Taking Technology Commercialization to the next level

Taking technology commercialization to the next level was the topic for discussion when University of Texas System leaders met June 13 in Austin to review an assessment of needs at UT System institutions, including the potential establishment of a new entrepreneurial academy with the working title “StartUT.”

Currently, UT System receives a U.S. patent every two days, signs a commercialization agreement every three days and starts a new company every nine days.

With several successful programs already in place, including the UT System Horizon Fund and the UT Austin Longhorn Startup program, UT System is well situated for its next move.

Chancellor Francisco Cigarroa, M.D. 

“As many of you know, UT Austin’s motto is ‘What starts here changes the world.’ It’s a motto that really applies to all of our institutions, and it’s not just a saying – it’s actually happening. And we see it happening daily through our technology commercialization initiatives,” said Chancellor Francisco Cigarroa, M.D., speaking to the UT System Technology Commercialization Advisory Cabinet.

University start-ups provide high returns since they are based on high-quality research, innovative technologies and intellectual property assets. The University of Texas spun off 22 companies (21 in Texas) in 2012, and 171 are currently active. A 10-year back‐testing model completed in January 2013 showed that UT start-ups as an index provided a high return on investment to investors. 

A few highlights of the meeting included:

  • Ralph Thomas, vice president of Houston-based venture capital firm Fayez Sarofim, led a discussion on the “New Texas” economy. 
  • Tom Meredith, chairman of Austin-based Meritage Capital, discussed how small cap equity start-ups, including high-tech start-ups spun out of universities, have historically provided a high return on investment.
  • Jonathan Fleming, managing partner of Boston-based Oxford Biosciences, asked UT System to consider the importance of improved entrepreneurship and cross-functional interactions, such as health-academic.
  • Joseph Salamone, chief scientific officer of San Antonio-based Rochal Industries, highlighted the importance of strong patent protection.
  • Charles Tate, chairman and founding partner of Houston-based Capital Royalty, reviewed a recent UT Austin committee of business productivity and improved technology commercialization.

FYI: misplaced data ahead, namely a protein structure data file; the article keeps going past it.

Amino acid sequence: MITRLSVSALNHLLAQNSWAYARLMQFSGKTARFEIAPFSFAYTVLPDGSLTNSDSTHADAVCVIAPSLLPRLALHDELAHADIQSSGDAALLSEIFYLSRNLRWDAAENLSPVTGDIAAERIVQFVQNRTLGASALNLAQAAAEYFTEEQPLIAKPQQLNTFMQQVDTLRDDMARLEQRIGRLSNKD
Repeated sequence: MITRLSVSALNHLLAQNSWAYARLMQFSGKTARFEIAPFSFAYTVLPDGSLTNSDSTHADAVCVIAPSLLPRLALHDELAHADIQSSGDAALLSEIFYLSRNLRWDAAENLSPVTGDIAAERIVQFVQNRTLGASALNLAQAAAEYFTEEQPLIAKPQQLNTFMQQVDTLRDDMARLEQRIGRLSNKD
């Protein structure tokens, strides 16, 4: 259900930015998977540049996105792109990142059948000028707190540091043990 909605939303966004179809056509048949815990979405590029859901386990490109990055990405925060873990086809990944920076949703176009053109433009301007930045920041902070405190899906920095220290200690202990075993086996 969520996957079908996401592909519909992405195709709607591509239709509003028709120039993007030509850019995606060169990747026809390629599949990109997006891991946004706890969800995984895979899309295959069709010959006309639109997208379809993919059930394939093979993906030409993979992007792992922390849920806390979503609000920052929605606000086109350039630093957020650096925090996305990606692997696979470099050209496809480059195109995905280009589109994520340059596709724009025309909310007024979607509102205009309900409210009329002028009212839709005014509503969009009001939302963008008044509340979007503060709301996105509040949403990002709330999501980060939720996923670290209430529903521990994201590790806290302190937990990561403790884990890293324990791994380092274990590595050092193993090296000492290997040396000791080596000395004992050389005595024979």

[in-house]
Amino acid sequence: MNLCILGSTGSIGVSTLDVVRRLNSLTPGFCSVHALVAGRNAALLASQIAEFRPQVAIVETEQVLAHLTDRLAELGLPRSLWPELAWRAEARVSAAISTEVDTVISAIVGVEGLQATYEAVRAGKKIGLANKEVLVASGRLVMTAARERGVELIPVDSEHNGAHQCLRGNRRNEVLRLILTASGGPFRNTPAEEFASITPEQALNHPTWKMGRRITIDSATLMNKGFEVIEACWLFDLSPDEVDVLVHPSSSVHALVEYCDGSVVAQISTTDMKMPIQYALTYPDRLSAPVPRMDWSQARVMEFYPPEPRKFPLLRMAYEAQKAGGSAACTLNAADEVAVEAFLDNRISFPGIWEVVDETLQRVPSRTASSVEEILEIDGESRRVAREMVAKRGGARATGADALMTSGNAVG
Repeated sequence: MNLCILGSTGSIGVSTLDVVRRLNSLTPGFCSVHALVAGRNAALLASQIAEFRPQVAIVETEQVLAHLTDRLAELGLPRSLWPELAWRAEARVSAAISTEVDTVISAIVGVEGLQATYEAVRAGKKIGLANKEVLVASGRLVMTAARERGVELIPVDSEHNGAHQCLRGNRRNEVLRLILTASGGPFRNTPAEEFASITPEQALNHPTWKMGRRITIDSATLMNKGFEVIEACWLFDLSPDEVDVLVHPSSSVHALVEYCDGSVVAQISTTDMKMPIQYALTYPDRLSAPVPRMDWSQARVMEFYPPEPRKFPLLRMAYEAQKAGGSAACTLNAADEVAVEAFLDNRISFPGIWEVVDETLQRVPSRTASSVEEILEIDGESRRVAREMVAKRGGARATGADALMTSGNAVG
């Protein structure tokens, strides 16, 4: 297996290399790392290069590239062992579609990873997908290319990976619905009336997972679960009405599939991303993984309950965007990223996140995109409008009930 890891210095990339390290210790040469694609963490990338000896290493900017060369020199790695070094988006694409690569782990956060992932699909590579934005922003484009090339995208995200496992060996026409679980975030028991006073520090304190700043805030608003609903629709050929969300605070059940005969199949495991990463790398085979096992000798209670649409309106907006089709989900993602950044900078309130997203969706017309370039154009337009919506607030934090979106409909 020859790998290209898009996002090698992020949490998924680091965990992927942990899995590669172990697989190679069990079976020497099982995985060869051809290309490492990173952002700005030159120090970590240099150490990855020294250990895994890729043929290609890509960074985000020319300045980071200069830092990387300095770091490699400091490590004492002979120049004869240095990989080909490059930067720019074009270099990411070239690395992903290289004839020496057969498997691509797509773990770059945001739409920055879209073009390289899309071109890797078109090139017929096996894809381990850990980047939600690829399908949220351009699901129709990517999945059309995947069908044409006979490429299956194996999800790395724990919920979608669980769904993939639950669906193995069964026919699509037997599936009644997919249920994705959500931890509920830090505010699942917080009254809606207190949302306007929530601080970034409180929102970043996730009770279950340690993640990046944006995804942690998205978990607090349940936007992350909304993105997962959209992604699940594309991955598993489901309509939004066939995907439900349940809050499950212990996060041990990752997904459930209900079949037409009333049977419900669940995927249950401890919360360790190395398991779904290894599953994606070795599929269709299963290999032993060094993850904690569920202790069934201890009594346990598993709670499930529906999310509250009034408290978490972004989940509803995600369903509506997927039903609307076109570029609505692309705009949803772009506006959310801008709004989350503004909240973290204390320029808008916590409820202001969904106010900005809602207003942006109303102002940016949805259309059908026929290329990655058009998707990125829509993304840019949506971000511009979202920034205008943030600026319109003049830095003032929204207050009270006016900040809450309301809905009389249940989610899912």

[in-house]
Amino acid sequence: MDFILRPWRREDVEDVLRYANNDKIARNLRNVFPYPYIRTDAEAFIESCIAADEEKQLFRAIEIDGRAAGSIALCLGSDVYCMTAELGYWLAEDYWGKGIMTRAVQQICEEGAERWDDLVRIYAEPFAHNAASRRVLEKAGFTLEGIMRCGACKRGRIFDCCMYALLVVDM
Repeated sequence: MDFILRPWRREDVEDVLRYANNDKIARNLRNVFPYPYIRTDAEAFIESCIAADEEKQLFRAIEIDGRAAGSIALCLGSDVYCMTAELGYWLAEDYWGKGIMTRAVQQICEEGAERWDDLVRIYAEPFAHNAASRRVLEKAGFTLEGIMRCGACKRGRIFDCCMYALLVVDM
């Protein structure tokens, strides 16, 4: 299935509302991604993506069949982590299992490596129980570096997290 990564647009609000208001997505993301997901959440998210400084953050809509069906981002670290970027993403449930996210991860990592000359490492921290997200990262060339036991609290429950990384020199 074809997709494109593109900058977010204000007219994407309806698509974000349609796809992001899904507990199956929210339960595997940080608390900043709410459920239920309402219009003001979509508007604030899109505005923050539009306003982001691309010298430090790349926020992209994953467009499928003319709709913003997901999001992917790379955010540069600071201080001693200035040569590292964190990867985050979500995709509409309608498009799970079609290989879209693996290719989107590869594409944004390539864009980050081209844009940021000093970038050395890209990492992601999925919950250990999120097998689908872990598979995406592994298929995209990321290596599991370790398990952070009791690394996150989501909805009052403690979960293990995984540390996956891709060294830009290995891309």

• Ron DePinho, M.D., president of UT MD Anderson Cancer Center, discussed the need for improved cancer therapeutics.
  • Gregory Fenves, Ph.D., dean of UT Austin Cockrell School of Engineering, reviewed initiatives to improve entrepreneurship such as the Longhorn Startup program. 

Patricia Hurn, Ph.D., UT System vice chancellor for research and innovation; Bryan Allinson, executive director of technology commercialization; Jeet Vijay, new ventures associate for technology commercialization; Wei Chen, senior business development analyst for technology commercialization; and senior attorney BethLynn Maxwell were among those at the meeting who summarized results of the recent UT institutions technology commercialization assessment; presented best practices for commercialization based on site visits to Stanford University, the University of California, Massachusetts Institute of Technology, Partners Health System and Harvard University; reviewed a recent national meeting covering academic venture funds and incubators in San Antonio attended by over 50 institutions; and discussed a proposed new entrepreneurial academy "StartUT."

StartUT will be elective to UT institutions, faculty and students; complimentary to current programs at large academic institutions; cost-efficient; and focused on the goals and mission statement of UT System, including commercialization, sustainability and health-academic collaborations. 

As proposed, StartUT features three new entrepreneurial programs:

• InnovateUT – focused on opening up greater access to proof-of-concept funding, including federal small business innovative research funding.

• AccelerateUT – a boot camp program for entrepreneurial projects with an emphasis on (but no exclusive to) cross‐institution, health‐academic collaborations including mobile health care apps, software technology, medical devices and low capital intensive projects.

• CompeteUT – a systemwide competition geared toward UT students, medical residents and trainees, which would build off the UT Horizon Fund Student Investment Competition, providing an opportunity for entrepreneurial students across UT System institutions, both academic and health, to interact with investors, advisors and mentors and seek investment funding.

“StartUT seeks to deliver on the need for improved innovation, faculty and student entrepreneurship and technology commercialization-based start-ups, supporting the 'New Texas' economy,” said Allinson. “Our approach will be to leverage complementary and multi-functional strengths of UT System institutions, such as health-academic collaborations.” 

In addition to technology commercialization, discussion included the need to better engage industry, supporting initiatives of the UT System Framework for Advancing Excellence.

The day concluded with next steps to move forward with establishing StartUT and to address additional needs identified in the assessment of technology commercialization efforts at UT System institutions.